Damn,I thought GPU prices where the only thing (mainly) effected by the price hikes but motherboards are unusually pricey too.Think il wait another half a year or so maybe some better mid-end motherboards will pop up.
Motherboards have gotten a lot more expensive in recent years due to the wealth of high-speed I/O in them - PCIe 4.0 (and now 5.0), USB 3.2G2x2, fast DDR4/DDR5, and so on. Especially Z690 with PCIe 4.0 in the chipset is likely to be a bump up from Z590 - we saw the same with X570 on the AMD side. That the cheapest Z690 boards just after launch are ~$200 is pretty much par for the course these days.

As for upgrading, remember that DDR5 only really comes into its own in terms of performance at high speeds, so if you're planning to upgrade in the near future, I would factor in a RAM upgrade a year or two down the line.There simply isn't sufficiently fast DDR5 on the market yet for it to be really valuable. ADL still performs best with DDR5, but it needs to be fast still.
 
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I keep joking that I am going to build my wife a footrest to put under her desk w/ a 4 x 140mm radiator in it. This would be a good CPU to for that. But over the last 2 decades +, performance upgrades usually come before efficiency ... mainly because that's what sells. Much like politics, and "well it's faster in things I don't actually ever do" arguments, it seems the negatives like power consumption only become important when brand loyalty comes into play. It only matters when one brand is slower and the other is faster and like politics, both teams have accused the other of this failing and then switched arguments when the situation flips. It's never really factored in to my decision making as everything is custom water cooled to < 10C delta T and I pay a teeny bit more for HVAC in summer and a teeny bit less in winter.
I usually upgrade once every 5 years so I usually go big or go home so I don't end up doing small ugprades inbetween so If I upgrade Il go prepared for ddr5.

Damn,I thought GPU prices where the only thing (mainly) effected by the price hikes but motherboards are unusually pricey too.Think il wait another half a year or so maybe some better mid-end motherboards will pop up.

That's seems to be the case these days within our circle of users .... Here in the US, a significant portion of the build price has been the import tariffs, which have hurt American businesses far more than China. PCs 100% built in China are exempt from the tariffs, leaving stateside system builders and BYO enthusiasts at a distinct disadvantage.... production yields, pandemic related shipping costs also significantly affect build prices.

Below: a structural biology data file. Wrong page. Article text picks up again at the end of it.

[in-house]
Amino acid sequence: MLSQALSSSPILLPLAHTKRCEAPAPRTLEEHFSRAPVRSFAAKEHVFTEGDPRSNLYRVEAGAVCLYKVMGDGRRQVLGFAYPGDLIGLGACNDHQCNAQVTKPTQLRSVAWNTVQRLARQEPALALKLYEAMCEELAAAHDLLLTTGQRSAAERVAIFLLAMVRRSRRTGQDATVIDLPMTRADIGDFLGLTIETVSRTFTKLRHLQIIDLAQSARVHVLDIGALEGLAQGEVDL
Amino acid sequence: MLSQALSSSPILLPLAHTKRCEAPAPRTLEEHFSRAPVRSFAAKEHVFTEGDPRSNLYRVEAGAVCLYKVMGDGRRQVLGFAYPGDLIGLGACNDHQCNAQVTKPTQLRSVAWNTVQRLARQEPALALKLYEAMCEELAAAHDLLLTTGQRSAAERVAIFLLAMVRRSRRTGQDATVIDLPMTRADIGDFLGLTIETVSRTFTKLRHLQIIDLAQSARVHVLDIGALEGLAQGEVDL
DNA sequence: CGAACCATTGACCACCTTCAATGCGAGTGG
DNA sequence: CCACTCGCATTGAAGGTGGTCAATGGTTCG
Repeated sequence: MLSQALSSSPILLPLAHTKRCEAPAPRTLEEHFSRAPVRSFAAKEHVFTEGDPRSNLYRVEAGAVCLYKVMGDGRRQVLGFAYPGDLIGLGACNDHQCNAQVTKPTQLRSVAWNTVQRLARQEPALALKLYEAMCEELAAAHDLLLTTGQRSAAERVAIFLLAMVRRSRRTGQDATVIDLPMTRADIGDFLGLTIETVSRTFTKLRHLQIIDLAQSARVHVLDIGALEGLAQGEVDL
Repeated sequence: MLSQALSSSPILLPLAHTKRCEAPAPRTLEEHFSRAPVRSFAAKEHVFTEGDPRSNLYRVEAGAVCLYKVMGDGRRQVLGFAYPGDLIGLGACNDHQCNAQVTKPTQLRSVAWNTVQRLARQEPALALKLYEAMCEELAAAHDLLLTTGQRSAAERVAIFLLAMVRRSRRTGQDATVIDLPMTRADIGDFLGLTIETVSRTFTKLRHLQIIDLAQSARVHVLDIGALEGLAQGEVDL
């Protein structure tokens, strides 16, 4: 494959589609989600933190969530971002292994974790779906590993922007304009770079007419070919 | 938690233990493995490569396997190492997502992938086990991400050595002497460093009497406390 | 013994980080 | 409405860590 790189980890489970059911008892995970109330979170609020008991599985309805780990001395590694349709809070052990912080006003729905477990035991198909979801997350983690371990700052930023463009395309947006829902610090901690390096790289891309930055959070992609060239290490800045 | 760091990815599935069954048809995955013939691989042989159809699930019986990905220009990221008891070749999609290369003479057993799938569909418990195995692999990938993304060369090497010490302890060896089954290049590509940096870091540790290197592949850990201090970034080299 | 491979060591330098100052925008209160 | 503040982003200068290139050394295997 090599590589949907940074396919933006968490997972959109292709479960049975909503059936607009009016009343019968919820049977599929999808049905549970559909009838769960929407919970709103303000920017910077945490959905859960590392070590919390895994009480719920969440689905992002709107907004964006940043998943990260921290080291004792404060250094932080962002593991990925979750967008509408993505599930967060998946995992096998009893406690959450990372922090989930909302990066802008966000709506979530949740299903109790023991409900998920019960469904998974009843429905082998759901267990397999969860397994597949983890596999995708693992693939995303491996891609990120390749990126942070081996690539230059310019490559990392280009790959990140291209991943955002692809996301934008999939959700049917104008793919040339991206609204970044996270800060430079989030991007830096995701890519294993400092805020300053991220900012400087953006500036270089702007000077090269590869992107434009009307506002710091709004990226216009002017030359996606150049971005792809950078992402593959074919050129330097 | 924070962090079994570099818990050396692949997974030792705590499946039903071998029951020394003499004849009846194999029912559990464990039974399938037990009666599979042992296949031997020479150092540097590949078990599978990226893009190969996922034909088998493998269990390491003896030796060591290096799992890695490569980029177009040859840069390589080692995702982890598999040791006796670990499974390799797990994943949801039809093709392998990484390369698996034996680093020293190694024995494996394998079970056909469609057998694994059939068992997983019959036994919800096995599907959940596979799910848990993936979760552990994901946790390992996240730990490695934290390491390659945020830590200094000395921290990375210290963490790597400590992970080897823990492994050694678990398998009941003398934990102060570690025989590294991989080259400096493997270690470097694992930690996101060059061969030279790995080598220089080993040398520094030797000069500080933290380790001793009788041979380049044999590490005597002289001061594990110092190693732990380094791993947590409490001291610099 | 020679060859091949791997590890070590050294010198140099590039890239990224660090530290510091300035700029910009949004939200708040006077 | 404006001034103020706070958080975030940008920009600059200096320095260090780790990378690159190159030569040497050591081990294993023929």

We are also seeing a wider stratification between players as for example "Nvidia controlled 83% of the discrete graphics card market in the third quarter, with AMD holding the rest." The concern here is that the wider that difference, the more clout a company gains in securing its supply chain and the lower unit price it pays. In response to an analysts question on how it was able to do that, Huang responded "we have secured guaranteed supply, very large amounts of it, quite a spectacular amount of it from the world's leading foundry in substrate and packaging and testing certain companies, the integral part of our supply chain."

The interesting thing, to me anyway, is the fact that top end buyers are not significantly influencing sales. Looking at month to month sales, the three biggest changes (leaving out mobile and integrated GFX) in market share were ....

GeForce GTX 1660 +0.35%
GeForce GTX 1660 SUPER +0.29%
GeForce RTX 3060 Ti + 0.12%

A bit down in sales we have ..

GeForce RTX 3080 +0.05%
GeForce RTX 3080 Ti +0.05%
Radeon RX 570 +0.03%

While it's always true that the lower price cards will dominate sales ... the month to month sales usually see an increase the further along into the release cycle .... From September to October the 3080's market share was up 0.15%, just 1/3 of that from October to November.

What cards have been the most taken out of service and upgraded ?

GeForce GTX 1050 Ti -0.22%
GeForce RTX 2060 -0.41%
GeForce GTX 1060 -0.56%